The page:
Of course, job descriptions tend to change over time as the business grows and evolves, and occasionally managers will revisit the job description and make necessary adjustments to set goals and expectations for the next year. This usually happens during the employee’s annual review,
Interestingly, a lot of business owners—including many independent agents and brokers—rely on formal job descriptions for the people who work for them but fail to develop a job description for themselves. Instead, they wear a lot of hats and just do whatever needs to be done.
By now, everyone’s heard the news: the Republican efforts to repeal and replace the Affordable Care Act have failed in the Senate. After three unsuccessful votes—first on the Better Care Reconciliation Act, then on a repeal and delay bill, then on a skinny repeal—majority leader Mitch McConnell declared on July 27 that “it’s time to move on.” For now, repeal & replace is dead, though the efforts could certainly be revived sometime in the future.
While there is much disappointment among Republicans and their supporters at this apparent failure, members of both parties are now saying that they need to work together on a bipartisan solution. Of course, time will tell whether this can really happen, but many lawmakers are saying that they’re willing to give it a try. In fact, a bipartisan Senate panel will be holding hearings on September 6th and 7th on stabilizing the individual insurance market.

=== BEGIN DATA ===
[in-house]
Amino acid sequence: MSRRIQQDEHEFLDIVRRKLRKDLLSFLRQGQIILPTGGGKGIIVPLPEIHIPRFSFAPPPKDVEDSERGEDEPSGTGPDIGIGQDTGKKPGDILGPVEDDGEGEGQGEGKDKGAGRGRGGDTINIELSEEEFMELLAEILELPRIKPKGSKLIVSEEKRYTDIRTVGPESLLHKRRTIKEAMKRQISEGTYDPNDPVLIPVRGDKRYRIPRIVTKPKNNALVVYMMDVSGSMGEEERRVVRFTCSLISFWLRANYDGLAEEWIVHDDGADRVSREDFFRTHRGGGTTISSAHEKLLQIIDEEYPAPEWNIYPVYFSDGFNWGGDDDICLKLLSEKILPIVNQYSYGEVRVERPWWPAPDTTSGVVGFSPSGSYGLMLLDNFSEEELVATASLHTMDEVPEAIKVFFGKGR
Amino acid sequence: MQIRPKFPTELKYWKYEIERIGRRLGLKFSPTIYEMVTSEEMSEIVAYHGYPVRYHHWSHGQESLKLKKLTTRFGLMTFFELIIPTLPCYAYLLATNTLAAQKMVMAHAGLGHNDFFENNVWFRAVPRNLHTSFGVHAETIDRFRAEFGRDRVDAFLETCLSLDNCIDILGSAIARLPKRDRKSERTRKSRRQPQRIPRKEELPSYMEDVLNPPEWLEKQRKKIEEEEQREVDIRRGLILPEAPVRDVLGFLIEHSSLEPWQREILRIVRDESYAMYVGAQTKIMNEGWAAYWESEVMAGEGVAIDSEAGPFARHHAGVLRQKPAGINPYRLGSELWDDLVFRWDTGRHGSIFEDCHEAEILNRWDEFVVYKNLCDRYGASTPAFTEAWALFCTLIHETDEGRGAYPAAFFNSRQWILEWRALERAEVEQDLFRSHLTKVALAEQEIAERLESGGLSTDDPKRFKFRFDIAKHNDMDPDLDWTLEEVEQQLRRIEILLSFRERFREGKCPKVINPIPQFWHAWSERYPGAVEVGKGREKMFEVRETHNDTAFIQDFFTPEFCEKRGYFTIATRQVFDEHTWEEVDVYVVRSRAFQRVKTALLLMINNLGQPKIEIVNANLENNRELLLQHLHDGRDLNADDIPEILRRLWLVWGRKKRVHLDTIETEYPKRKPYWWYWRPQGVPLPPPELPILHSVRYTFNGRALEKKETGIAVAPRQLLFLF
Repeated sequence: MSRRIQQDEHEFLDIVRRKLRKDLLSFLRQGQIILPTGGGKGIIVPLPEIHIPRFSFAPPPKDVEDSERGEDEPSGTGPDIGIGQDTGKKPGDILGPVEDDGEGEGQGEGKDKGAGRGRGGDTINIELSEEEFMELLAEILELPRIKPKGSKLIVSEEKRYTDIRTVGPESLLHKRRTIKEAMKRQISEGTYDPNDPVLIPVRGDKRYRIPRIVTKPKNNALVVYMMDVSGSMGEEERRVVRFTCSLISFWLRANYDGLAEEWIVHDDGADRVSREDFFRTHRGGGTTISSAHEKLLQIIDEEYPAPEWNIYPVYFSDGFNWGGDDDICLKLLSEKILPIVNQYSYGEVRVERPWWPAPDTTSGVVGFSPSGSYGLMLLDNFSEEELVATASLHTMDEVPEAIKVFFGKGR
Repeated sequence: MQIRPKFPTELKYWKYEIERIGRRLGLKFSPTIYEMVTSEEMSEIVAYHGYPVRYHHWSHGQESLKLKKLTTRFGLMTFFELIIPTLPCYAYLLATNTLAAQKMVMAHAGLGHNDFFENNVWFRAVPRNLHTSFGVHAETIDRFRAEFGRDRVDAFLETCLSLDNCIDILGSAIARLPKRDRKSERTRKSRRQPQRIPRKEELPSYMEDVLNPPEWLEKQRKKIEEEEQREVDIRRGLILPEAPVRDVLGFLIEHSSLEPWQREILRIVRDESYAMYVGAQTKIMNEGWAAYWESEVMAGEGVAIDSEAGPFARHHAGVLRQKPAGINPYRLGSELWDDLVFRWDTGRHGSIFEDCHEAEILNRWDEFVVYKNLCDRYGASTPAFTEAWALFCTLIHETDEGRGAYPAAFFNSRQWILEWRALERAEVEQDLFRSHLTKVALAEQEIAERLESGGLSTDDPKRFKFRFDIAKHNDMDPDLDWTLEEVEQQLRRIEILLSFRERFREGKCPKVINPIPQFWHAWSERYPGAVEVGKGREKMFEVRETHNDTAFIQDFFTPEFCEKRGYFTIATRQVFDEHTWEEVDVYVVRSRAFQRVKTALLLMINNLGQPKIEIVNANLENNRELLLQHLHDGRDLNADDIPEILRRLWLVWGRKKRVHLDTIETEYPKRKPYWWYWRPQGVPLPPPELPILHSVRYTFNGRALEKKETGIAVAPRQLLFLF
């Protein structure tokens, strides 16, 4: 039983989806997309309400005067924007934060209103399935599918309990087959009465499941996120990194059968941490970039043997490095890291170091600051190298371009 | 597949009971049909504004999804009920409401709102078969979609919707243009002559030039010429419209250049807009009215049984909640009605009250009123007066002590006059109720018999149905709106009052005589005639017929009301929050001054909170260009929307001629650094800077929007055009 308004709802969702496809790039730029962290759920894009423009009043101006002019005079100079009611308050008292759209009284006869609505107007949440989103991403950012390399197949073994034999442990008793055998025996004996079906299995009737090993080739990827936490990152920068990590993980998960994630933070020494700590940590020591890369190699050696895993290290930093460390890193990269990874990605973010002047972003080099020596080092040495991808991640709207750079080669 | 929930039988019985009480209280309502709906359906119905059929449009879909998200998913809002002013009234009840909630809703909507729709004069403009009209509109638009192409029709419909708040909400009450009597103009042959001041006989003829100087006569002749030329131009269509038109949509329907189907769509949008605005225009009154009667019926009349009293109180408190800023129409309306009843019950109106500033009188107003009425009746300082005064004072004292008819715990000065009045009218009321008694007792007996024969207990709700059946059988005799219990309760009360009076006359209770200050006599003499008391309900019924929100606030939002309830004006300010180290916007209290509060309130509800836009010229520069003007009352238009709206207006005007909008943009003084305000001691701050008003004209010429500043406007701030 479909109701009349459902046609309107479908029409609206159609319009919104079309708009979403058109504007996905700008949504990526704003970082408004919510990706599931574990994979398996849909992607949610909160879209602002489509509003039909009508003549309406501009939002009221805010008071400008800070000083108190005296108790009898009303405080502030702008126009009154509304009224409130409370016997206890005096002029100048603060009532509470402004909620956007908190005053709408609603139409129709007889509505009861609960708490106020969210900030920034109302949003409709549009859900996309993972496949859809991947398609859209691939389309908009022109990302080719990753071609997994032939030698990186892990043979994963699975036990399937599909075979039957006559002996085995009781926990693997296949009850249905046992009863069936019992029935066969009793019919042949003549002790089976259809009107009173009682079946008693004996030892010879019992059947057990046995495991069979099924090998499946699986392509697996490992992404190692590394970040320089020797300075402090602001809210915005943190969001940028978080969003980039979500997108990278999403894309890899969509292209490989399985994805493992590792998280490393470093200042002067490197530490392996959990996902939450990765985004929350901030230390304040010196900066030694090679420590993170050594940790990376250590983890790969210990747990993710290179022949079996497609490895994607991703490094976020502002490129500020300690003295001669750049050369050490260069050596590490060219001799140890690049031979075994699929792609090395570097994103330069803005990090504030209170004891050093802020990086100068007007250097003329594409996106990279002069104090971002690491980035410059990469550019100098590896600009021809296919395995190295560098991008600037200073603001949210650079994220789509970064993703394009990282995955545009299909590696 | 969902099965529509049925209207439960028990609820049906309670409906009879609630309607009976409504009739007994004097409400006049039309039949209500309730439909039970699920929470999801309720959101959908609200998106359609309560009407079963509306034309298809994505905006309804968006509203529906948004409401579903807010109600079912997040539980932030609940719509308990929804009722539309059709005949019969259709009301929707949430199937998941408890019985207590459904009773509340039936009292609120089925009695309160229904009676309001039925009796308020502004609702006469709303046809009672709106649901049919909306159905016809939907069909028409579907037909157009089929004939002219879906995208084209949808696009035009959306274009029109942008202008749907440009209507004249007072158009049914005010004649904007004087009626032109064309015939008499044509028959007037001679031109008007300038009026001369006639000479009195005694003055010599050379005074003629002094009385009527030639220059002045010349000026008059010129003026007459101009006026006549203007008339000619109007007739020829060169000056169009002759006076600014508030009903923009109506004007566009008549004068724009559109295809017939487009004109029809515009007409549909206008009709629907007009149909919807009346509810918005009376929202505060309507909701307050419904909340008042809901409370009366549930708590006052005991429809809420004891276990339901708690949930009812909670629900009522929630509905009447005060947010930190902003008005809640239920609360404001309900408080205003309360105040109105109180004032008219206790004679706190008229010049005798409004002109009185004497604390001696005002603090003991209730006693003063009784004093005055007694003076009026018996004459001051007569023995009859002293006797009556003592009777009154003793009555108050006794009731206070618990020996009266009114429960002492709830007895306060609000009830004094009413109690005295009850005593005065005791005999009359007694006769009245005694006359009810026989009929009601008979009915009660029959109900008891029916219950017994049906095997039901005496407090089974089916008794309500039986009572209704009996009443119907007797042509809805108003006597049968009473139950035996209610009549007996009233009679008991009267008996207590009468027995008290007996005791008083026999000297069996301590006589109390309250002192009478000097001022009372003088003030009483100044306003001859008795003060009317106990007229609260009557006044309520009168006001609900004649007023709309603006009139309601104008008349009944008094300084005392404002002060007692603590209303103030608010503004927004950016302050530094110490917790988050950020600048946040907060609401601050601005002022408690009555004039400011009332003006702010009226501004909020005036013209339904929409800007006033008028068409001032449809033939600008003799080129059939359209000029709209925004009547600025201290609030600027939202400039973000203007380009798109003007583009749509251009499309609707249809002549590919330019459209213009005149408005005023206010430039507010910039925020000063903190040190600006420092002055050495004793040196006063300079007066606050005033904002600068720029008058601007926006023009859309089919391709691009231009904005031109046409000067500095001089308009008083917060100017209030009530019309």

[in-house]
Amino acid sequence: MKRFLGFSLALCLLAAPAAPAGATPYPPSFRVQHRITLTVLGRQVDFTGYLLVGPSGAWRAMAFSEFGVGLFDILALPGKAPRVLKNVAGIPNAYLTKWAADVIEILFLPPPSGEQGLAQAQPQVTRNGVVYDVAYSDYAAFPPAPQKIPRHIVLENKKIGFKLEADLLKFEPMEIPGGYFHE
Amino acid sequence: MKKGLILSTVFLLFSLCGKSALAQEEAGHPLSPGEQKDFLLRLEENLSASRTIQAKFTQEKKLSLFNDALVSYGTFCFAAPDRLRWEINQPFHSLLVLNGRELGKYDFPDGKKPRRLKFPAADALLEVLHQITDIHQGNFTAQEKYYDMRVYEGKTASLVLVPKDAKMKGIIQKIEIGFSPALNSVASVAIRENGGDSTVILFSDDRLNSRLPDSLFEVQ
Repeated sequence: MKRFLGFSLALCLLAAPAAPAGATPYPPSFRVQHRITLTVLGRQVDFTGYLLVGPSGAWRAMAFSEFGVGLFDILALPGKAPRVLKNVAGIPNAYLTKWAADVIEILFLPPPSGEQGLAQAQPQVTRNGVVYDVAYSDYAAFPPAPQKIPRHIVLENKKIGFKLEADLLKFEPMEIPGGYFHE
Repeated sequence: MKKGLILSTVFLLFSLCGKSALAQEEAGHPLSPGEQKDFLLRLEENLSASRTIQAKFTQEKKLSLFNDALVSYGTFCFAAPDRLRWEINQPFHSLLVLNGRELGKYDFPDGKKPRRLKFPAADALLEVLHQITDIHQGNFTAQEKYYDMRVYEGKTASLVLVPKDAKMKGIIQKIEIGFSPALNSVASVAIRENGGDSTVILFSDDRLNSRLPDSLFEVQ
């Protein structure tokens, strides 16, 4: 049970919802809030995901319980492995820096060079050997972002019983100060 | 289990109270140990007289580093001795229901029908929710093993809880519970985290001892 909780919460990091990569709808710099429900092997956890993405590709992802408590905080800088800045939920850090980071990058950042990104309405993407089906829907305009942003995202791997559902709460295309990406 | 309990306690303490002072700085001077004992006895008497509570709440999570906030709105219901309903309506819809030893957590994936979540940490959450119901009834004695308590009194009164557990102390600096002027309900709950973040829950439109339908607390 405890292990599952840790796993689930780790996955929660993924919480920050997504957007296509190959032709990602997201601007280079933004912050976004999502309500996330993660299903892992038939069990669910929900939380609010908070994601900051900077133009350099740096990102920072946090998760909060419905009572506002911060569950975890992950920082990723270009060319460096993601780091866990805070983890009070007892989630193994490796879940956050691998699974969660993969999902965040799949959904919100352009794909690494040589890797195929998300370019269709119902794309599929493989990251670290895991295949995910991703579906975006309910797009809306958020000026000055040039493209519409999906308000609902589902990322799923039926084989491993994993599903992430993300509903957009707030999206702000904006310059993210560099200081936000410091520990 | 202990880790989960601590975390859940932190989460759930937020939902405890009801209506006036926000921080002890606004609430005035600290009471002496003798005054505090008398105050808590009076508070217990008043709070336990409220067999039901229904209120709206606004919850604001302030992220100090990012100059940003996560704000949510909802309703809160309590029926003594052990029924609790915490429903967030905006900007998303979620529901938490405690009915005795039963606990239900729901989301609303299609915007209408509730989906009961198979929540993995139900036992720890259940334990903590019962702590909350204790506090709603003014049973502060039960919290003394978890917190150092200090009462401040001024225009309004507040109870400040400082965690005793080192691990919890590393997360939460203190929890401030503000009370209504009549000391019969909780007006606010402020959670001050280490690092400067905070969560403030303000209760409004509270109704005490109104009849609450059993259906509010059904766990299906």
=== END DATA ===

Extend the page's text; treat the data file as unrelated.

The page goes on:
As premiums continue to increase and plan designs are tweaked to keep costs under control, today’s health insurance policies are quickly turning into catastrophic coverage. They’re great if you have a big, unexpected medical expense but aren’t all that useful for some of the day-to-day needs like doctor visits and prescription drugs. Sure, members do get the benefit of the carrier’s negotiated rate if they stay within the insurance company’s shrinking provider network, but consumers are beginning to realize that there are other options outside the health plan that might help them save money while receiving better care. And as health insurance plans cover less and less, we’ll see more and more of these non-insurance solutions.
One solution that’s growing in popularity is direct practice medical care, sometimes called “concierge medicine.” Without the predictable office visit copayments that consumers have relied on for years, many people have started paying a monthly fee for unlimited access to their family physician.